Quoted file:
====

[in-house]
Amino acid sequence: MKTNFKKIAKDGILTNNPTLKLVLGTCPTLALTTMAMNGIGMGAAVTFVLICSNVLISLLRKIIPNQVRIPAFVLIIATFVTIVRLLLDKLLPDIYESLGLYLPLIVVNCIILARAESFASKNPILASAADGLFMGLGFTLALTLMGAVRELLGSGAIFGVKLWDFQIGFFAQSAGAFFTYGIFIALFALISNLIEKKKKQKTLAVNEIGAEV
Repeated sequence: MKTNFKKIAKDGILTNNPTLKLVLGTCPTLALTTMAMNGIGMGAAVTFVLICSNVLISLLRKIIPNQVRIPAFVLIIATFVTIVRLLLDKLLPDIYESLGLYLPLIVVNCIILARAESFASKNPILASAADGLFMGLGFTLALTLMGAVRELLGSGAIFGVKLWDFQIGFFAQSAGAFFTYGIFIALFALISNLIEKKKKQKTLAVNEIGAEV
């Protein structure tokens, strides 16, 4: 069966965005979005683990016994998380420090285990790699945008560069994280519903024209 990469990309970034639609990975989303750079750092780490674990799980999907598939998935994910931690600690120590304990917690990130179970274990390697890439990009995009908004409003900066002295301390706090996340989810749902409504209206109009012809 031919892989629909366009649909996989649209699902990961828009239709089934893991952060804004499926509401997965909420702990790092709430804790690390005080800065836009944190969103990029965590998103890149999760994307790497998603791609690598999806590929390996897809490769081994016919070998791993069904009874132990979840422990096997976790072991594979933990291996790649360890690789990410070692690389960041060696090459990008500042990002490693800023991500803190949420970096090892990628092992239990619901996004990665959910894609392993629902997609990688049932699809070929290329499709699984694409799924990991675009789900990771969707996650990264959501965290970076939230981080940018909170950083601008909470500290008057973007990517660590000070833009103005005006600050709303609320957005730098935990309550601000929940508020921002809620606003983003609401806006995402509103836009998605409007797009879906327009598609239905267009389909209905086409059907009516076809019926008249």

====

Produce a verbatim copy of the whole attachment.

[in-house]
Amino acid sequence: MKTNFKKIAKDGILTNNPTLKLVLGTCPTLALTTMAMNGIGMGAAVTFVLICSNVLISLLRKIIPNQVRIPAFVLIIATFVTIVRLLLDKLLPDIYESLGLYLPLIVVNCIILARAESFASKNPILASAADGLFMGLGFTLALTLMGAVRELLGSGAIFGVKLWDFQIGFFAQSAGAFFTYGIFIALFALISNLIEKKKKQKTLAVNEIGAEV
Repeated sequence: MKTNFKKIAKDGILTNNPTLKLVLGTCPTLALTTMAMNGIGMGAAVTFVLICSNVLISLLRKIIPNQVRIPAFVLIIATFVTIVRLLLDKLLPDIYESLGLYLPLIVVNCIILARAESFASKNPILASAADGLFMGLGFTLALTLMGAVRELLGSGAIFGVKLWDFQIGFFAQSAGAFFTYGIFIALFALISNLIEKKKKQKTLAVNEIGAEV
């Protein structure tokens, strides 16, 4: 069966965005979005683990016994998380420090285990790699945008560069994280519903024209 990469990309970034639609990975989303750079750092780490674990799980999907598939998935994910931690600690120590304990917690990130179970274990390697890439990009995009908004409003900066002295301390706090996340989810749902409504209206109009012809 031919892989629909366009649909996989649209699902990961828009239709089934893991952060804004499926509401997965909420702990790092709430804790690390005080800065836009944190969103990029965590998103890149999760994307790497998603791609690598999806590929390996897809490769081994016919070998791993069904009874132990979840422990096997976790072991594979933990291996790649360890690789990410070692690389960041060696090459990008500042990002490693800023991500803190949420970096090892990628092992239990619901996004990665959910894609392993629902997609990688049932699809070929290329499709699984694409799924990991675009789900990771969707996650990264959501965290970076939230981080940018909170950083601008909470500290008057973007990517660590000070833009103005005006600050709303609320957005730098935990309550601000929940508020921002809620606003983003609401806006995402509103836009998605409007797009879906327009598609239905267009389909209905086409059907009516076809019926008249």